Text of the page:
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TMZ.com and other media outlets are reporting that rapper and entrepreneur Master P is starting a record label with his son Romeo (nee L’il Romeo) “for hip hop artists with street music without offensive lyrics.”

Take A Stand Records is a direct reaction to the recent debate that ensued after the Don Imus debacle. As fellow Idol Chatter blogger Nicole Symmonds pointed out in her recent piece on rap music’s role in the proliferation of negative stereotypes, Imus tempered his apology by saying, “I’m not stupid. I may be a white man, but I know that these young women–and young black women all through that society–are demeaned and disparaged and disrespected by their own black men, and they are called that name. I know that doesn’t give me, obviously, any right to say it, but it doesn’t give them any right to say it either.”

And although Master P has been known to throw around a few dirty epithets himself, the former street-hustling, crack dealer–who was named by Fortune magazine in 1999 as one of the wealthiest people under the age of 40 in North America–is looking “to be part of the solution.”

“There’s too much negativity out there–enough with the stereotypes,” TMZ.com reports Master P as saying. “Hip hop is a movement, and it is time for it to move forward.”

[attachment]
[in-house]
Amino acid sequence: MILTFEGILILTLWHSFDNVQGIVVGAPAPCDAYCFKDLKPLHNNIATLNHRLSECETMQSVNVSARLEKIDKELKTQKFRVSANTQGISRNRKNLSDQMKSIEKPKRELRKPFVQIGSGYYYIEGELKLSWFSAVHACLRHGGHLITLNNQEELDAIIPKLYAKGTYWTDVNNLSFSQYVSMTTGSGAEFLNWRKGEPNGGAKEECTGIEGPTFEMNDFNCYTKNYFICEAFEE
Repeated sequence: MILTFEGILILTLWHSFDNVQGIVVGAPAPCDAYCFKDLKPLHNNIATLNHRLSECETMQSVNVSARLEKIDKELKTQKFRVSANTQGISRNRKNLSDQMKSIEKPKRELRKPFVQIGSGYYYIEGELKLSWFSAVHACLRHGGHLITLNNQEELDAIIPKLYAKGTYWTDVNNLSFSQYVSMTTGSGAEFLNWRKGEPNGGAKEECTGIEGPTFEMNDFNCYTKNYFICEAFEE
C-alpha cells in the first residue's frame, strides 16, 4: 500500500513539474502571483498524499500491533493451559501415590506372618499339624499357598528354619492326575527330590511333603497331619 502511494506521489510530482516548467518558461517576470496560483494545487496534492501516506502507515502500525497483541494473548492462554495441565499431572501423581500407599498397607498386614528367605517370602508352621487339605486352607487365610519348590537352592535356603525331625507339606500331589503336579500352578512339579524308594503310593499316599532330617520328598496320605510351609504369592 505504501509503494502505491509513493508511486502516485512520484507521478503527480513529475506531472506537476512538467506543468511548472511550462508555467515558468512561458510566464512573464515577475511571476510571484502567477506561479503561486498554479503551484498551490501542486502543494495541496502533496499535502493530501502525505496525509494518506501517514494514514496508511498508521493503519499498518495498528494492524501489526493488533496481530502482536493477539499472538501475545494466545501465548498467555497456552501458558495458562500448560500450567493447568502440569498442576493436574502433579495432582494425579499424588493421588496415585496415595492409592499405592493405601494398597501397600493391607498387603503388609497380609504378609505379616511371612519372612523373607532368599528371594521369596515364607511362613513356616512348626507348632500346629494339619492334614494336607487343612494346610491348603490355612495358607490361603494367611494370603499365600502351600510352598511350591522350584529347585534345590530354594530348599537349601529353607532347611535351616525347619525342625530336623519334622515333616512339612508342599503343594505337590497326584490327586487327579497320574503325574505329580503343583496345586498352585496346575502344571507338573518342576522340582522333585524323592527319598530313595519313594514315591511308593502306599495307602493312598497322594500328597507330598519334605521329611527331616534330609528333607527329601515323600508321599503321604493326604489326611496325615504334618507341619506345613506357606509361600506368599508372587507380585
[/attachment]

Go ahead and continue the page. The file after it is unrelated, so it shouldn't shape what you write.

What is so fascinating about this movement of “responsible hip hop artists” is that, at first, Russell Simmons, co-founder of Def Jam Records and elderstatesmen of the rap community, released a statement with his co-chairman of the advocacy group Hip-Hop Summit Action Network debunking “the false comparisons some in the media are making between Don Imus and hip hop” and that hip hop lyrics “may be uncomfortable for some to hear, but our job is not to silence or censor that expression.”

But later the pair seemingly retracted that statement by issuing another press release, proving that it’s deeply complex issue even with in the hip hop community.

“We recommend that the recording and broadcast industries voluntarily remove/bleep/delete the misogynistic words ‘bitch’ and ‘ho’ and the racially offensive word ‘nigger’,” the statement read. “These three words should be considered with the same objections to obscenity as ‘extreme curse words’.” The pair continued to emphasize that “our internal discussions with industry leaders are not about censorship,” but corporate responsibility.

The balance between expression and supression has always been tricky, and there is nothing Americans take pride in more than our freedom of speech. But it seems the time may be right to have a serious, national dialogue about the use of hip hop and rap’s oft-derogatory lyrics. Sure, it’s been tried before. But with the weight of heavy hitters such as Master P and Simmons behind it, the conversation may finally bring some changes. But, only record sales will tell for sure.

The first release from the Take a Stand Records is a Master P-Romeo collaboration called “Hip Hop History,” and is expected to drop this fall.

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